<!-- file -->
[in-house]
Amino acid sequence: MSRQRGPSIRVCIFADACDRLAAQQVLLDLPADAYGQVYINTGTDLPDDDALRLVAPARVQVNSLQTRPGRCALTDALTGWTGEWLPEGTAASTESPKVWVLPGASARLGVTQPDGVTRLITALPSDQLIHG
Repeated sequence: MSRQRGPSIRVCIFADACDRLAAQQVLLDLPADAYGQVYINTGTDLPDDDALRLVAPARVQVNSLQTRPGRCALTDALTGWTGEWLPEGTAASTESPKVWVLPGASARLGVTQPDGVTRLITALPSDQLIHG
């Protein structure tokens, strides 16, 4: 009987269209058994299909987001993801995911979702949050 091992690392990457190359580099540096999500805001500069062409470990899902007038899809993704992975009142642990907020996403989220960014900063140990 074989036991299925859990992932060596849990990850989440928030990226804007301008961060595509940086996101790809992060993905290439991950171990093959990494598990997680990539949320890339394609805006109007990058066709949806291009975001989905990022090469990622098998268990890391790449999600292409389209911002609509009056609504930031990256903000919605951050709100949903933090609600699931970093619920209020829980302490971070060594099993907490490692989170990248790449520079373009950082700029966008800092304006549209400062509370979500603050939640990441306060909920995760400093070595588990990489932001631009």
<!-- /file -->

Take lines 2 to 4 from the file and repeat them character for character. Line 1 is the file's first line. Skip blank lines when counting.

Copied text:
Amino acid sequence: MSRQRGPSIRVCIFADACDRLAAQQVLLDLPADAYGQVYINTGTDLPDDDALRLVAPARVQVNSLQTRPGRCALTDALTGWTGEWLPEGTAASTESPKVWVLPGASARLGVTQPDGVTRLITALPSDQLIHG
Repeated sequence: MSRQRGPSIRVCIFADACDRLAAQQVLLDLPADAYGQVYINTGTDLPDDDALRLVAPARVQVNSLQTRPGRCALTDALTGWTGEWLPEGTAASTESPKVWVLPGASARLGVTQPDGVTRLITALPSDQLIHG
């Protein structure tokens, strides 16, 4: 009987269209058994299909987001993801995911979702949050 091992690392990457190359580099540096999500805001500069062409470990899902007038899809993704992975009142642990907020996403989220960014900063140990 074989036991299925859990992932060596849990990850989440928030990226804007301008961060595509940086996101790809992060993905290439991950171990093959990494598990997680990539949320890339394609805006109007990058066709949806291009975001989905990022090469990622098998268990890391790449999600292409389209911002609509009056609504930031990256903000919605951050709100949903933090609600699931970093619920209020829980302490971070060594099993907490490692989170990248790449520079373009950082700029966008800092304006549209400062509370979500603050939640990441306060909920995760400093070595588990990489932001631009």